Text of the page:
Employment hassles 3

We laughed at X’s bagful of letterheads [with too many typing errors]. Y said she never thought of actually removing the evidence like that.

What great scandals and excitements seem to be happening in the jobs and I agree that it is always fascinating when any situation builds up and I hate leaving before I have found out the happy (or otherwise) solution. If you have a lunchtime free perhaps we could have another meeting and I could hear a bit more! I know the difficulty of settling a date in advance, but with our peculiar commitments on both sides it seems a bit necessary. Fitting in my 3 employees and your 2, AND the garden is really quite a problem – but I haven’t been up for ages and I did so enjoy our last meeting.

The firm also occupies a good deal of my time, but a bit less now as I have cut it down with the improvement in the weather. We have a dopey secretary who really never wakes up at all until after lunch, but is awfully good fun when she does. Her mind is set on her organ and flute and playing in their ‘group’, so work gets scant attention. 2 friends of hers also help out, but luckily they are slightly more alive and do achieve a little work too. I am really rather shocked at the casual way they wander in first thing in the morning, which should be 8.55 according to the boss and is 9.30 for the secretary – and that’s early for her!

Well, I took a job at an export company, no import, and I was in the dental section. Afraid all the dental equipment and sets of teeth about the place finally got to me and I left.

too many teeth

Last week we had a ‘getting near to completion’ celebration on the dam. The whole thing went quite well. I got lumbered with a bloke from the Herald who seemed prepared to risk life and limb to get a good picture of the dam. By the time I finally got to the ‘do’ I was a shaken wreck. However I did get a mention in the write-up for my efforts! This could prove to be a grave political error as the report totally ignored both my boss and his speech!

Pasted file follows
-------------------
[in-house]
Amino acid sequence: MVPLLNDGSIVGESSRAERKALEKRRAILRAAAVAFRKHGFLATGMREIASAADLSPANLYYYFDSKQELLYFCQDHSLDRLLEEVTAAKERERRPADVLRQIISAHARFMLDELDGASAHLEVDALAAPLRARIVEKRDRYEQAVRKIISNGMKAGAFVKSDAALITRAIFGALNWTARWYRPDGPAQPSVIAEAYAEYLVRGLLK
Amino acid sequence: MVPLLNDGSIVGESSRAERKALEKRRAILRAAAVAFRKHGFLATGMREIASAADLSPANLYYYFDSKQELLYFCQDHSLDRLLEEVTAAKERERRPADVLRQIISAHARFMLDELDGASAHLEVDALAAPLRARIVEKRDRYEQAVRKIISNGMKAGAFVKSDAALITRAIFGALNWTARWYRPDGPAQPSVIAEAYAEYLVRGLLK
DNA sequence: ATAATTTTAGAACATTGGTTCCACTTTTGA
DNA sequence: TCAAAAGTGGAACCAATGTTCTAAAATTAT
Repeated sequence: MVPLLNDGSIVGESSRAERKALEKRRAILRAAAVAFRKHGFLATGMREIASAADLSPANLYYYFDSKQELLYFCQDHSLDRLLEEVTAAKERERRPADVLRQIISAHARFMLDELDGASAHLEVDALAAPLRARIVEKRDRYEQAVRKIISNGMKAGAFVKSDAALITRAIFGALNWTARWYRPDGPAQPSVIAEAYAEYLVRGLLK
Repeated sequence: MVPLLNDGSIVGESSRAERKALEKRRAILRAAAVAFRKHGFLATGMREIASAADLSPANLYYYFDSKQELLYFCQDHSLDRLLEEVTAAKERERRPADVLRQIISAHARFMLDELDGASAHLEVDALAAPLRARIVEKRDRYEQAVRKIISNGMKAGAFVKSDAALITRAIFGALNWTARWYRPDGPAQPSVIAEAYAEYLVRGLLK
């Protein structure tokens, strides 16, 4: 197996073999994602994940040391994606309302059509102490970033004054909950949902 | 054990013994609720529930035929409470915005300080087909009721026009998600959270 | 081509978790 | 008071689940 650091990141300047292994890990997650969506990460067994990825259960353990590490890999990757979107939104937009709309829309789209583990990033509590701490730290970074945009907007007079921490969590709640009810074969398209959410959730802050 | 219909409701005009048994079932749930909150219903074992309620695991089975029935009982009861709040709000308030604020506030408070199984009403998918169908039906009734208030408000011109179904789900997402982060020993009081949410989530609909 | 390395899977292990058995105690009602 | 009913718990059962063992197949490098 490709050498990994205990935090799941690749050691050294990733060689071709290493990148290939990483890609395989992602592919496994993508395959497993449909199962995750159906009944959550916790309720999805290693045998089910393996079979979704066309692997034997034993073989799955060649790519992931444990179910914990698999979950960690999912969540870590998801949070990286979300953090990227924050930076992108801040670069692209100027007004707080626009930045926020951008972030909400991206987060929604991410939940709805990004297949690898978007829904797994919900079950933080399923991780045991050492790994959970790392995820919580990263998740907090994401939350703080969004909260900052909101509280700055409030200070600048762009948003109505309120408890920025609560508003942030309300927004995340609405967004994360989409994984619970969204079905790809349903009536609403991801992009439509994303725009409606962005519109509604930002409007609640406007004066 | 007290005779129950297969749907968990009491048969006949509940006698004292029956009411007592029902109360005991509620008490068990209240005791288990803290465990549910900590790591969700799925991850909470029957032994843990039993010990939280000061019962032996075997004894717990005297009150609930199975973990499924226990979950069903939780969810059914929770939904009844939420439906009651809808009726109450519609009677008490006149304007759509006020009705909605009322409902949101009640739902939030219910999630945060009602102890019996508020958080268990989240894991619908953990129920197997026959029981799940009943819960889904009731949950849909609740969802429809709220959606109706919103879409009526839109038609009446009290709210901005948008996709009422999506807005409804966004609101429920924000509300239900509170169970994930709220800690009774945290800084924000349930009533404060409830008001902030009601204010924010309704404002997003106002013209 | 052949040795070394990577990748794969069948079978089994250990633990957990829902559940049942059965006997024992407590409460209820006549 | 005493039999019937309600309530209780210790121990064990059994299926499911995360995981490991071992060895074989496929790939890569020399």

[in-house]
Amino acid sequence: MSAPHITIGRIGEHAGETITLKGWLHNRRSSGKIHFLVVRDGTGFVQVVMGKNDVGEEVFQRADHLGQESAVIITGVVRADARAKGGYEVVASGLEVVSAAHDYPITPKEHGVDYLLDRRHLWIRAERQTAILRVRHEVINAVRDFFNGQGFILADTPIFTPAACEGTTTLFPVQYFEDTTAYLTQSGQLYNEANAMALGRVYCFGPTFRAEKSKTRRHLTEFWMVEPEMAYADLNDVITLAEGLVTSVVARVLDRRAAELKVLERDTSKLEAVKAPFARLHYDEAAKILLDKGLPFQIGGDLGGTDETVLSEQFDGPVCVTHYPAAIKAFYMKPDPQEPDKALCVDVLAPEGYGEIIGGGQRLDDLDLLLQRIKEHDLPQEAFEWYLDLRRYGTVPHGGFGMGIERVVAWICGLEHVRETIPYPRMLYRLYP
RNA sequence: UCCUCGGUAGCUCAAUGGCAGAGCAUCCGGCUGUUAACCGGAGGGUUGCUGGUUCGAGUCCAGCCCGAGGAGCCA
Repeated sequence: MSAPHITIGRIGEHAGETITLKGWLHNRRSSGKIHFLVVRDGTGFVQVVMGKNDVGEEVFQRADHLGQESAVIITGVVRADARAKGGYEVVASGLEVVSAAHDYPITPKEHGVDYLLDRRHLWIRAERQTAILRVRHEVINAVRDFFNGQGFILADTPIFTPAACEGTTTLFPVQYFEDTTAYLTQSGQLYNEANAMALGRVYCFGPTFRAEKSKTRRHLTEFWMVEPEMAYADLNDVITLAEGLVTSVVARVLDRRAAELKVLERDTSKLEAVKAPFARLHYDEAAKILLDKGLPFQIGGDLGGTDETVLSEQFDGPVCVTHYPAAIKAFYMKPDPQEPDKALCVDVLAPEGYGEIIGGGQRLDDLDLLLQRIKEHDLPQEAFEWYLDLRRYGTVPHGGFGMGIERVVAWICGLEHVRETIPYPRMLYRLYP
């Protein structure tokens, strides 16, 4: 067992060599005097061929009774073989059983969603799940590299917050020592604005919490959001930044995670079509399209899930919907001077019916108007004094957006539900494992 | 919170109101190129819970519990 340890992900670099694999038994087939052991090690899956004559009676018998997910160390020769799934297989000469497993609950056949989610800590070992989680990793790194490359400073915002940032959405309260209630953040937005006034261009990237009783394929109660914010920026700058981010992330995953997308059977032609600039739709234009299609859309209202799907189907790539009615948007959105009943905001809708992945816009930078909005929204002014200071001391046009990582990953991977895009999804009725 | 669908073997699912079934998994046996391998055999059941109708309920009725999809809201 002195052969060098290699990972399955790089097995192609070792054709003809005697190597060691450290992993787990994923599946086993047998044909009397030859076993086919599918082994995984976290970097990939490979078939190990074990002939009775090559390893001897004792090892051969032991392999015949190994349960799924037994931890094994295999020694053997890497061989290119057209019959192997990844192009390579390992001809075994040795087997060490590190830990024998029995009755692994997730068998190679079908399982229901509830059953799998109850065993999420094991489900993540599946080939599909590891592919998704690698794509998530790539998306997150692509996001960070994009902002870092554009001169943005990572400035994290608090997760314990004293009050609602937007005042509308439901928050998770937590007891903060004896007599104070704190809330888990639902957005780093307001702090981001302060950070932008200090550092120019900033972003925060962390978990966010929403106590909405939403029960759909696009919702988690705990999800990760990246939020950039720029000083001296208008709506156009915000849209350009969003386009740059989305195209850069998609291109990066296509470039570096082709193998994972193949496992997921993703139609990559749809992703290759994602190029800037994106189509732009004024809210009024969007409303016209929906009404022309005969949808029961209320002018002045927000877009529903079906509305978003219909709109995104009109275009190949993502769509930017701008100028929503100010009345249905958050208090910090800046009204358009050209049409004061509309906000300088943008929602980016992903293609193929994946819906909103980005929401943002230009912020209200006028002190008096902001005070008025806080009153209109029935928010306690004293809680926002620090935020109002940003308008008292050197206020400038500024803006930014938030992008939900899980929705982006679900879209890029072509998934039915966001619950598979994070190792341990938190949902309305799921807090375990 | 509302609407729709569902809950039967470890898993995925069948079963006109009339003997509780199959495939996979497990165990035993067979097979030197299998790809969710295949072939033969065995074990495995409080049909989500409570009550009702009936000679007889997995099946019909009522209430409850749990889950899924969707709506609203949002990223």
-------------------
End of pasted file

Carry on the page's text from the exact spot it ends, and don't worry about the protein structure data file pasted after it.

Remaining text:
School music festival is also imminent and there are still 31 little dears waiting for me every day! Luckily no longer 34 as we have a new class this term and they took 4 of my kids out. I’ve had one return from another school since. Even 3 less helps though – especially those ones, in some respects!

I realise that probably I was depressed for years. You just don’t realise it. Being out of a negative work environment for some time now has had its positive benefits.

Perhaps it is something to do with being got rid of from the workplace where I worked so hard, or perhaps it is something to with facing what someone from my singing group called ‘the long autumn’. You sort of realise that you don’t have the time or energy to start life afresh, or if you do, the horizon before which you have to have achieved whatever it is you’ve decided upon, is much nearer to you than it used to be. It is very sobering.

Our offices are going to be closed for more days than usual over this Christmas/New Year period but I’m not too happy about it. It is too busy a time to get away or to shop or to get anything done by workmen so for me it is a waste of leave. However, I will clean out some cupboards, try to discard as much as possible and generally chill out.

I was taking the ‘devotions’ for the Anglican Association of Women’s monthly meeting. I can’t think why they have to have any devotions but haven’t quite the courage to say so. Not that it would make any difference if I did – X would say ‘My dear fellow, that’s an interesting point of view – let’s toss it around’ – and ten minutes later when nothing had been decided he would say ‘Fine – that’s fixed then. Next business’ and be quite hurt if I said ‘What’s fixed?’ (Do you detect a trace of bitterness? Well, it did happen over 2 different things at the staff meeting yesterday.)

Making money

We have been picking oysters to get some money together for the trip. Oysters are to the island what coals are to Newcastle – they are everywhere. The beach is the economic heart of the island and we are right there! As far as manual work goes, the work is good. There are five of us working for one guy, and it only takes about an hour and a half to fill lots and lots of buckets and fling them, full of oysters, into a big truck. We have to fill the truck, and we work about three nights a week. Money is good. We have been working all this month, and by the end of it we will have earned our return train-fares. Maybe we will be ‘oyster millionaires’!

oyster picking